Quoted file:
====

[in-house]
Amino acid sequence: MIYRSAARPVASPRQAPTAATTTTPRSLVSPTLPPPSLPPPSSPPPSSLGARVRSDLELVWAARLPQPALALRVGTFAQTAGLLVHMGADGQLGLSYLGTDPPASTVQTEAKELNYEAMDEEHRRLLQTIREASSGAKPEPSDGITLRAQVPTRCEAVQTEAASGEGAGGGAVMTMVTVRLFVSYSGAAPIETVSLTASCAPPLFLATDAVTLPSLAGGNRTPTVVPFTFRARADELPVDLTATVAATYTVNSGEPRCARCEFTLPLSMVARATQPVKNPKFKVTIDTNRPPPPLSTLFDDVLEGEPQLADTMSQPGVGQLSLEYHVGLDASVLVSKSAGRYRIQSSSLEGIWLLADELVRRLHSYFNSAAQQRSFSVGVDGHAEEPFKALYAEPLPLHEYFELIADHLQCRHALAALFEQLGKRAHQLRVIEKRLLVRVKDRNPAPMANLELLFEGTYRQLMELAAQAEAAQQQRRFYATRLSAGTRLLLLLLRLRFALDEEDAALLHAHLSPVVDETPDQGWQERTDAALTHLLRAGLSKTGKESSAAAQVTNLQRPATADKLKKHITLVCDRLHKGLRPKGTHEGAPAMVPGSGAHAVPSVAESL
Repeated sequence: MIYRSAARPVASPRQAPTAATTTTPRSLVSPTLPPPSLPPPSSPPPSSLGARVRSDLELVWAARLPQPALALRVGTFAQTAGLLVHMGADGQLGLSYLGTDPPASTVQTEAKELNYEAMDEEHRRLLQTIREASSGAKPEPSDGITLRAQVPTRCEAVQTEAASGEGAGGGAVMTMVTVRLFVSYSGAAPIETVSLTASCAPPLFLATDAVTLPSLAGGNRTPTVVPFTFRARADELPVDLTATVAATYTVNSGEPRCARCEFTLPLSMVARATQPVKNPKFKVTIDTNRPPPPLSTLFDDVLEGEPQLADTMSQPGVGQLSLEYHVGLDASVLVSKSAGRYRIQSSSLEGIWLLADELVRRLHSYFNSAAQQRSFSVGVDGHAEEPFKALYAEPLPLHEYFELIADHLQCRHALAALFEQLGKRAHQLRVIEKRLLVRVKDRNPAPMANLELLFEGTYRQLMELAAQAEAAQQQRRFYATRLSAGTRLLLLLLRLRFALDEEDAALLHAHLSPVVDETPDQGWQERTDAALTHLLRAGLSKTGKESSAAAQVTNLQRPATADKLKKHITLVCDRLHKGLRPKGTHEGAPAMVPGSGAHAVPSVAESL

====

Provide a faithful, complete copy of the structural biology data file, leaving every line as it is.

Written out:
[in-house]
Amino acid sequence: MIYRSAARPVASPRQAPTAATTTTPRSLVSPTLPPPSLPPPSSPPPSSLGARVRSDLELVWAARLPQPALALRVGTFAQTAGLLVHMGADGQLGLSYLGTDPPASTVQTEAKELNYEAMDEEHRRLLQTIREASSGAKPEPSDGITLRAQVPTRCEAVQTEAASGEGAGGGAVMTMVTVRLFVSYSGAAPIETVSLTASCAPPLFLATDAVTLPSLAGGNRTPTVVPFTFRARADELPVDLTATVAATYTVNSGEPRCARCEFTLPLSMVARATQPVKNPKFKVTIDTNRPPPPLSTLFDDVLEGEPQLADTMSQPGVGQLSLEYHVGLDASVLVSKSAGRYRIQSSSLEGIWLLADELVRRLHSYFNSAAQQRSFSVGVDGHAEEPFKALYAEPLPLHEYFELIADHLQCRHALAALFEQLGKRAHQLRVIEKRLLVRVKDRNPAPMANLELLFEGTYRQLMELAAQAEAAQQQRRFYATRLSAGTRLLLLLLRLRFALDEEDAALLHAHLSPVVDETPDQGWQERTDAALTHLLRAGLSKTGKESSAAAQVTNLQRPATADKLKKHITLVCDRLHKGLRPKGTHEGAPAMVPGSGAHAVPSVAESL
Repeated sequence: MIYRSAARPVASPRQAPTAATTTTPRSLVSPTLPPPSLPPPSSPPPSSLGARVRSDLELVWAARLPQPALALRVGTFAQTAGLLVHMGADGQLGLSYLGTDPPASTVQTEAKELNYEAMDEEHRRLLQTIREASSGAKPEPSDGITLRAQVPTRCEAVQTEAASGEGAGGGAVMTMVTVRLFVSYSGAAPIETVSLTASCAPPLFLATDAVTLPSLAGGNRTPTVVPFTFRARADELPVDLTATVAATYTVNSGEPRCARCEFTLPLSMVARATQPVKNPKFKVTIDTNRPPPPLSTLFDDVLEGEPQLADTMSQPGVGQLSLEYHVGLDASVLVSKSAGRYRIQSSSLEGIWLLADELVRRLHSYFNSAAQQRSFSVGVDGHAEEPFKALYAEPLPLHEYFELIADHLQCRHALAALFEQLGKRAHQLRVIEKRLLVRVKDRNPAPMANLELLFEGTYRQLMELAAQAEAAQQQRRFYATRLSAGTRLLLLLLRLRFALDEEDAALLHAHLSPVVDETPDQGWQERTDAALTHLLRAGLSKTGKESSAAAQVTNLQRPATADKLKKHITLVCDRLHKGLRPKGTHEGAPAMVPGSGAHAVPSVAESL